In recent years she was Chair of the Association of Local Authority Chief Housing Officers in Scotland and a member of the national Joint Housing Policy and Delivery Group alongside government and national housing stakeholder bodies.
Anne is a qualified accountant and has had a long and varied career in the public sector. She has spent much of her career in roles related to audit and governance and was for a number of years the chief internal auditor for Renfrewshire Council. In recent years she worked as Head of Resources for the Social Work Service, which she found very rewarding and through it developed a personal interest in the work of the service. She was Chair of the national Resources standing committee for Social Work Scotland, and work locally and nationally on the integration of Health and Social Care Services.
Stephen McLellan, Chief Executive has worked with RAMH since 1990. He is a Registered Mental Health Nurse and Registered General Nurse and has led and managed the development of RAMH from a small embryonic project to a vibrant Mental Health organisation with around 150 staff and 70 volunteers, in addition to a Diploma in Business Administration.
Senior Manager with an unusually broad skill set and diverse range of experience including economic development and regeneration, national and international marketing/communication, relationship management, anti-bullying and safeguarding. Her experience of disability rights issues has been personally magnified in recent times following her husband acquiring a disability in 2012.
Mark joined Strathclyde Police in 1986 and retired from Police Scotland in January 2016. He has been involved in a range of innovative and successful community and partnership projects. His last post before retiring was Support Superintendent in Renfrewshire and Inverclyde Division. The post carried a wide range of responsibilities that included Professional Standards, HR, Counter Terrorism, Criminal Justice, Events Planning and Partnerships. Mark has an MBA in Public Service Management from Stirling University.
Ruth McQuaid, LLB (hons) Dip LP. solicitor has worked for 26 years as a prosecutor for the Crown Office and Procurator Fiscal Service and is the Procurator Fiscal for local courts, West of Scotland. Ruth is also COPFS's national Equality and Victims champion and national lead on community engagement and currently chairs the Justice Board's Equality and Diversity sub-group which oversees criminal justice projects tackling access to justice for the disabled and under-representation of minority protected characteristics across criminal justice workforces.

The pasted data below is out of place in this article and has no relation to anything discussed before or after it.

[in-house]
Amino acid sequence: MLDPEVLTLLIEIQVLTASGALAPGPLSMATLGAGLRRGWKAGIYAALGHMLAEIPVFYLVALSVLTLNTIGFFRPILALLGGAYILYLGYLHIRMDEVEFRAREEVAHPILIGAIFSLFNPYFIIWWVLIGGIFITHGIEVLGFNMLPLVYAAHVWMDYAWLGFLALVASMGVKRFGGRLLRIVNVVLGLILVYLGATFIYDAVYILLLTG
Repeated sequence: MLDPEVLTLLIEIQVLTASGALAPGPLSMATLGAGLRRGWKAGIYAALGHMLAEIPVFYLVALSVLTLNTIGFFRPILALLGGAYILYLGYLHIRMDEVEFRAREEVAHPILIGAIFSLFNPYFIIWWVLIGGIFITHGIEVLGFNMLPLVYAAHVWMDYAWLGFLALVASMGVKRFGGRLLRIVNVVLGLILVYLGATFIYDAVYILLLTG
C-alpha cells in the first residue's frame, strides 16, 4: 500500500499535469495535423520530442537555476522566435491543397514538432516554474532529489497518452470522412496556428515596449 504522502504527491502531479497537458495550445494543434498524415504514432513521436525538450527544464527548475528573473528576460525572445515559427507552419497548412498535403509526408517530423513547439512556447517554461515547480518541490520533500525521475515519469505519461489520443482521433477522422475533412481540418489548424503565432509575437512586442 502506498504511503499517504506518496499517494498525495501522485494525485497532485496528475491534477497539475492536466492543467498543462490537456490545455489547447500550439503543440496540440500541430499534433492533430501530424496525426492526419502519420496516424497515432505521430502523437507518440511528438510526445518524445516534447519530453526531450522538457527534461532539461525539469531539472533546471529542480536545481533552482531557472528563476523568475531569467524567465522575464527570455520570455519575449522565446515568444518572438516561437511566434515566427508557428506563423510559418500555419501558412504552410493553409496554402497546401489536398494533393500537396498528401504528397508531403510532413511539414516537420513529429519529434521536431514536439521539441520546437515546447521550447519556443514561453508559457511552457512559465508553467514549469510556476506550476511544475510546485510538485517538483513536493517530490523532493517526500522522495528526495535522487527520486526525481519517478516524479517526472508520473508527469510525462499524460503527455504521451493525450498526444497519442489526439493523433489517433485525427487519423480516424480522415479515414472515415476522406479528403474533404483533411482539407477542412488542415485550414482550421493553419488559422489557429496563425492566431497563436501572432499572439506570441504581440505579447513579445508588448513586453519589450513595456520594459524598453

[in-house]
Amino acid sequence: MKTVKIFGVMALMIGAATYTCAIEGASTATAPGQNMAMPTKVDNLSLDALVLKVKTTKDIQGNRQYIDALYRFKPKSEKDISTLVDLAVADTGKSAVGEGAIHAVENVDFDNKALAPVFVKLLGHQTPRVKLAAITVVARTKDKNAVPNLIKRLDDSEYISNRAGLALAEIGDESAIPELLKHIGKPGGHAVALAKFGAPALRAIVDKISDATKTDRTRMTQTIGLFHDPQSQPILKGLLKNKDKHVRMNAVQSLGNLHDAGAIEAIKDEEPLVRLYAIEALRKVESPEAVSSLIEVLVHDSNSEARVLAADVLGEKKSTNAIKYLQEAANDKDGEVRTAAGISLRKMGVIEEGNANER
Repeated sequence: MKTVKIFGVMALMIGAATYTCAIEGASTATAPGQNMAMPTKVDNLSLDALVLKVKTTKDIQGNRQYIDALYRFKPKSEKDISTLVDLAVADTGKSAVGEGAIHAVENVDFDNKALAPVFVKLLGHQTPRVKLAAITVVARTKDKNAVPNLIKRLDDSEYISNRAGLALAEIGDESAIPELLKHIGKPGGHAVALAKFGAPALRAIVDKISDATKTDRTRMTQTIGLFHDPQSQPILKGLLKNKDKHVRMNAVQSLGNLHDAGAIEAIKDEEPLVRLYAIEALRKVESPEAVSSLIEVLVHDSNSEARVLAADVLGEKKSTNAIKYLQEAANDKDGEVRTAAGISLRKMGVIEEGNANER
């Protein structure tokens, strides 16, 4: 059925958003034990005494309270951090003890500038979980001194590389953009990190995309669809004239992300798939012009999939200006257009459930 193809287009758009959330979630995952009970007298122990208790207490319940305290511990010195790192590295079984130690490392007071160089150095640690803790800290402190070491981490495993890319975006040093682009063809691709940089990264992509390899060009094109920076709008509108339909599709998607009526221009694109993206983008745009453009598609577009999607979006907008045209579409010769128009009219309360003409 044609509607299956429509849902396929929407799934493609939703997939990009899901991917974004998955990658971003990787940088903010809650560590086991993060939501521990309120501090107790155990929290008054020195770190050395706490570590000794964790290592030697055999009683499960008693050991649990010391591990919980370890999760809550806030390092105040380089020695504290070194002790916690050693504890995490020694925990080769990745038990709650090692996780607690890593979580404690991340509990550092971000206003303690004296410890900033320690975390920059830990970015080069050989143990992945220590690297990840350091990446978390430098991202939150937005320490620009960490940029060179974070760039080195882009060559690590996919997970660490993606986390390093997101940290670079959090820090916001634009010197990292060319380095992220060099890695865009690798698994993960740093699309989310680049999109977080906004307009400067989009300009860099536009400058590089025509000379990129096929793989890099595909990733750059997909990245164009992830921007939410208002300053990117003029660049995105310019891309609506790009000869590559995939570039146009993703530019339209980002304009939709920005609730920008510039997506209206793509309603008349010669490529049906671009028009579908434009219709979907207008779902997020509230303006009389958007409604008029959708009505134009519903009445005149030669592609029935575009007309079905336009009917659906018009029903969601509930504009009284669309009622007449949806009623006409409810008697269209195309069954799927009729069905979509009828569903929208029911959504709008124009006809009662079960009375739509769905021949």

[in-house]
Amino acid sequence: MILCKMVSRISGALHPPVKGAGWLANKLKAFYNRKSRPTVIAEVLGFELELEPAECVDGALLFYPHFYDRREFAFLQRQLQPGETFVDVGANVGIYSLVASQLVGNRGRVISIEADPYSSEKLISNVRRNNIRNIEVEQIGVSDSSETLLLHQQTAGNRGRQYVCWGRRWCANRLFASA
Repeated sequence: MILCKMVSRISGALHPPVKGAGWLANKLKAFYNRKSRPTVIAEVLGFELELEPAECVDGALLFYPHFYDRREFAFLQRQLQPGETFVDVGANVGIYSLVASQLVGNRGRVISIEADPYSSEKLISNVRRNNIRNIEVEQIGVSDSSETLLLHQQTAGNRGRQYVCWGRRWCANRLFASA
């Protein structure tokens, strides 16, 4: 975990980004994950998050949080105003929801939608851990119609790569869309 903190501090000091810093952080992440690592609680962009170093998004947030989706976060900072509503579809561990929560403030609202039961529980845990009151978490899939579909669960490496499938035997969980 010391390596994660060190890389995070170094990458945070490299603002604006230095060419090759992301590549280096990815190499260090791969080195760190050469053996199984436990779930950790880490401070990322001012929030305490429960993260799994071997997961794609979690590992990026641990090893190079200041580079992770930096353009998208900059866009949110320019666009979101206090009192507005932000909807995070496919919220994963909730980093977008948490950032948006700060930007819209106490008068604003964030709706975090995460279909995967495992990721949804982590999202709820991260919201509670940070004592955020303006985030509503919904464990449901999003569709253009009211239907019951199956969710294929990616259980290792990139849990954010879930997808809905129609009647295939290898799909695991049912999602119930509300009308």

Billy Burke (BSc PGDE MSc) has been a senior manager in education for 13 years, the past 7 as head teacher of Renfrew High School. As Past President of School Leaders Scotland Billy contributes to educational development at a national level and he also assists Strathclyde University on leadership development courses. Billy is committed to the promotion of wellbeing, equality and inclusion in schools and beyond, and is passionate about the value of lifelong learning for all.
David Duncan, Chief Superintendent, Head of Safer Communities
I joined the legacy Strathclyde Police in 1995 and have served in uniform and detective roles throughout my service.
I lead on Prevention, Partnerships and Community Well-being for the service, aligning closely to territorial divisions and taking a public health approach towards ingrained issues such as drug/substance misuse, violence reduction, mental health, suicide, and our approaches to vulnerability. I also have responsibility for the International Development Unit which manages inward study visits and deployment of officers abroad.
I remain operationally active across a range of specialisms including command of armed operations, public order events and incidents, and major/critical incident responses.
Bringing a background of IT and Project Management and a wealth of experience in creative crafting, Laura is also P.A to the Board and Chair of the volunteer Committee, ruling the meetings with her gavel! Having suffered from depression on and off most of her adult life, she brings an understanding of some of the difficulties people can face in every day life, especially those that are not obvious to the outside world.
Andrew is the vice chairman of the volunteer committee and the Lead Keep Safe Ambassador for Disability. Andrew is a key team member and more than keen to raise awareness of disability hate crime and to help with the fundraising.
In how own time, Andrew is a multi gold medal winner for the Special Olympics in the field of gymnastics. Go Andrew!
Myra is the volunteer treasurer and manages to keep the numbers in order.
Bringing not only her financial and organisation skills, Myra also has direct experience of dyslexia, ADHD and the importance of early diagnosis and support. Also a Granny, Myra loves to cook and spend time with her family (mostly the grandchildren as they are more fun!)
I am mum to Andrew who has Down's Syndrome and travels independently. I feel very sad and angry when I hear of people being targeted , bullied or hurt because they have a disability. I am passionate about the work of I Am Me. I am proud an honoured to be a volunteer with such an amazing and worthwhile charity.
Hello! I’m Laura Matheson, I am a 4th Year Psychology student, and I have been a part of I Am Me since I was in S6 of high school, following my I Am Me Keep Safe Ambassador Training. I am very passionate about tackling disability discrimination, especially so given my experiences of growing up with an autistic, epileptic brother, and personally experiencing multiple eye operations, compromising my vision. I have further great interest in mental health and mental wellbeing, and greatly enjoy being part of such a lovely team :)